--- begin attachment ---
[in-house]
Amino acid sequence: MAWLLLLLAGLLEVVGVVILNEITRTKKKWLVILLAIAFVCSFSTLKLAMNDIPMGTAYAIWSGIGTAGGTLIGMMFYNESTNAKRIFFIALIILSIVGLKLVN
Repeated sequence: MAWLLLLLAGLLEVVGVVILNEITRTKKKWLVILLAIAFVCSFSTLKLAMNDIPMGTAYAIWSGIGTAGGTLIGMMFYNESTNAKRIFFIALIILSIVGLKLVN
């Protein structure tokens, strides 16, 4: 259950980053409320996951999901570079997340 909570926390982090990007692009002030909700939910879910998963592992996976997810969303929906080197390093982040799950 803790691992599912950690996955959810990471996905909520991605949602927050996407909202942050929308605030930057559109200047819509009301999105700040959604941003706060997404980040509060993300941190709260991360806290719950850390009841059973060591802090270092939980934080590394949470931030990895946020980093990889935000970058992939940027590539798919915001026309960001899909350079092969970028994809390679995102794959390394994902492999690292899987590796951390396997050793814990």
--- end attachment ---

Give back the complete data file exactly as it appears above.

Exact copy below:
[in-house]
Amino acid sequence: MAWLLLLLAGLLEVVGVVILNEITRTKKKWLVILLAIAFVCSFSTLKLAMNDIPMGTAYAIWSGIGTAGGTLIGMMFYNESTNAKRIFFIALIILSIVGLKLVN
Repeated sequence: MAWLLLLLAGLLEVVGVVILNEITRTKKKWLVILLAIAFVCSFSTLKLAMNDIPMGTAYAIWSGIGTAGGTLIGMMFYNESTNAKRIFFIALIILSIVGLKLVN
């Protein structure tokens, strides 16, 4: 259950980053409320996951999901570079997340 909570926390982090990007692009002030909700939910879910998963592992996976997810969303929906080197390093982040799950 803790691992599912950690996955959810990471996905909520991605949602927050996407909202942050929308605030930057559109200047819509009301999105700040959604941003706060997404980040509060993300941190709260991360806290719950850390009841059973060591802090270092939980934080590394949470931030990895946020980093990889935000970058992939940027590539798919915001026309960001899909350079092969970028994809390679995102794959390394994902492999690292899987590796951390396997050793814990």